Creating Community Gardens & Urban Farming to feed cities

Many countries in the world are feeling the effects of increasing inflation, whether due to increases in fuel, the war in Ukraine reducing cereal crops or fertiliser costs increasing due to sanctions on Russia (the largest exporter of fertiliser [1]) along with the increased threat of climate change. In many nations, people are facing critical food insecurity and a need to create a food-resilient future.

Over the past few decades, globalisation has occurred in various industries, including agriculture, with countries exporting and importing food from other countries. However, COVID and increasing inflation has highlighted food supply as an issue for many of the world’s population in developed and developing nations that are facing higher costs and food insecurity. Therefore it is clear that cities and countries need to utilise their land for greater sustainable food production at all scales, from large-scale farming down to the small corner lot.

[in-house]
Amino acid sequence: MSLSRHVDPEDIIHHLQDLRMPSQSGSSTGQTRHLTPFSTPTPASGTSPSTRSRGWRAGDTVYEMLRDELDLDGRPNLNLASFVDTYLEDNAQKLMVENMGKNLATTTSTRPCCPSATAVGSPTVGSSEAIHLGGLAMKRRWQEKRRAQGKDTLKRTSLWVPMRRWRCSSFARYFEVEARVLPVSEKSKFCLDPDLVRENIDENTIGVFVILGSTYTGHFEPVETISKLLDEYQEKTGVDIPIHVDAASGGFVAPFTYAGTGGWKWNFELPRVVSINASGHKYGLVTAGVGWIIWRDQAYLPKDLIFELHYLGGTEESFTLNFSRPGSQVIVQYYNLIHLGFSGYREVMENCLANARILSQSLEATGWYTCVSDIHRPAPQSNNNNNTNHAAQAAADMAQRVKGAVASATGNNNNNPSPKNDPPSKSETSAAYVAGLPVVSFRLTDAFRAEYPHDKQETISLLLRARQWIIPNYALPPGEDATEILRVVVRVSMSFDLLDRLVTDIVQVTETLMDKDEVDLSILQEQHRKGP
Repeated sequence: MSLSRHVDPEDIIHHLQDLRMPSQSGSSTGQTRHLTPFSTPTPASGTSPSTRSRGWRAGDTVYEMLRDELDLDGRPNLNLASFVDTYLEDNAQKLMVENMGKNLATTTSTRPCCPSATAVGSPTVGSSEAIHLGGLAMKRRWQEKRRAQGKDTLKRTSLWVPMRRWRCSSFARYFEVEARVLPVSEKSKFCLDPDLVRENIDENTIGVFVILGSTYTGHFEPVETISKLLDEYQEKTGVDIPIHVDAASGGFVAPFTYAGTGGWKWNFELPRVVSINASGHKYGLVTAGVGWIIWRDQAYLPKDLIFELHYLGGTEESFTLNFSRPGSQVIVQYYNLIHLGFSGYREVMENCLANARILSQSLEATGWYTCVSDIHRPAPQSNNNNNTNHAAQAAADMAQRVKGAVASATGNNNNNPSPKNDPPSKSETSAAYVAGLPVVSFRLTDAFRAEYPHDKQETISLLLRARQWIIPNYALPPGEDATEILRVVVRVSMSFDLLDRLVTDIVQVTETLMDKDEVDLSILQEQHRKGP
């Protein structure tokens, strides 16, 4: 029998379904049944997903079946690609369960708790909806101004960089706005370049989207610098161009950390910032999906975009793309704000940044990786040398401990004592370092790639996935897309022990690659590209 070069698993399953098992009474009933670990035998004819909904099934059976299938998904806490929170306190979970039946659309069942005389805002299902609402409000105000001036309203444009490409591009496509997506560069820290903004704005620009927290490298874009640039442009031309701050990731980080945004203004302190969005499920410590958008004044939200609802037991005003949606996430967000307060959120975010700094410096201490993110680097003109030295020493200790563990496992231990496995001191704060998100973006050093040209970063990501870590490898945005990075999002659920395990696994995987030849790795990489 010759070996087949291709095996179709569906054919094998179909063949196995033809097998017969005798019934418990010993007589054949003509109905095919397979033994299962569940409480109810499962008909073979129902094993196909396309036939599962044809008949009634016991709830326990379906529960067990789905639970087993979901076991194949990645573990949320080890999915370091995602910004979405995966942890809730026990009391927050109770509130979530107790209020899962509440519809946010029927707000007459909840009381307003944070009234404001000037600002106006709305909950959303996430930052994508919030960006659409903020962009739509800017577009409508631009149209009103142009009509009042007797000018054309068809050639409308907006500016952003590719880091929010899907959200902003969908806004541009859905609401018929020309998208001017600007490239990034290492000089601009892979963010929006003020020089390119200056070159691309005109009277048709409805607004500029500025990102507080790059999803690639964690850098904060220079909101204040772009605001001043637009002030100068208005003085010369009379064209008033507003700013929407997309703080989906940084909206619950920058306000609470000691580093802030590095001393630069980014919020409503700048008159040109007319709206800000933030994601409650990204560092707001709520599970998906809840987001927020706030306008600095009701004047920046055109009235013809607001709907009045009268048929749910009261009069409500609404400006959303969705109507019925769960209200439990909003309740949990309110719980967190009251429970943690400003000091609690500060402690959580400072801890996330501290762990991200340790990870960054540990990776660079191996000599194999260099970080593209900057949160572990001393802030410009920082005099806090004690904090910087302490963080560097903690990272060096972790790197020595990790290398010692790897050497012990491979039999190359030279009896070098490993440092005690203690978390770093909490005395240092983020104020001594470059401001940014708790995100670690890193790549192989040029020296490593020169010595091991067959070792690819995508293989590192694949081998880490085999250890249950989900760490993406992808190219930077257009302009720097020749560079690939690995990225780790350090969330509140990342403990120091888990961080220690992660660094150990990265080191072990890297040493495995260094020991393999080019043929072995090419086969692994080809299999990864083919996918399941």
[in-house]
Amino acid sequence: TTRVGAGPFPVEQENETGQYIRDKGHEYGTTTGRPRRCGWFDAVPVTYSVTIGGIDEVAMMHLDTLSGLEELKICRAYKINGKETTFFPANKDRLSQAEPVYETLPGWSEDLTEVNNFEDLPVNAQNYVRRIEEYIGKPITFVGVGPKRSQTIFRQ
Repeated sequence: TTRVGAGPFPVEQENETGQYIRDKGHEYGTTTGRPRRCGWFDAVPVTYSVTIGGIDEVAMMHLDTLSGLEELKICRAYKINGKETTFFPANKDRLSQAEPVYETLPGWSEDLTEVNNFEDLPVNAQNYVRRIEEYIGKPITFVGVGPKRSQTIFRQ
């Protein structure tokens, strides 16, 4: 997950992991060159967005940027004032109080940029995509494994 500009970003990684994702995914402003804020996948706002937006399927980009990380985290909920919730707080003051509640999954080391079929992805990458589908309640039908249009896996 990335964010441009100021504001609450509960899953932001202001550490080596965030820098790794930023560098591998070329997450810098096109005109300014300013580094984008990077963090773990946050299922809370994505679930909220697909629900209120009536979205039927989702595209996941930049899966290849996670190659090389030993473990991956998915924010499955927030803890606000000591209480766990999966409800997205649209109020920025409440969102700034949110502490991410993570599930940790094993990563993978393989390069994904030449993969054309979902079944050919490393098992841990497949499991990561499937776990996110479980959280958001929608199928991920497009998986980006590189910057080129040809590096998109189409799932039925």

Community gardens are an excellent way for residents to grow food for families and communities. Although sometimes derided by some residents as unkempt and unruly, this is a minor issue when finding solutions for food security within cities.

Urban agriculture (farming) is another method for cities and countries to increase local food production and reduce emissions from transport. Many structures (factories, warehouses, carparks) and rooftops are underutilised that could be converted into urban agriculture systems. Vertical soilless urban farming can reduce water usage, fertilisers, and provide crops all year round in most climates.

Read the full article by Damian Holmes at World Landscape Architecture

[1] Colussi, J., G. Schnitkey and C. Zulauf. “War in Ukraine and its Effect on Fertilizer Exports to Brazil and the U.S.” farmdoc daily (12):34, Department of Agricultural and Consumer Economics, University of Illinois at Urbana-Champaign, March 17, 2022.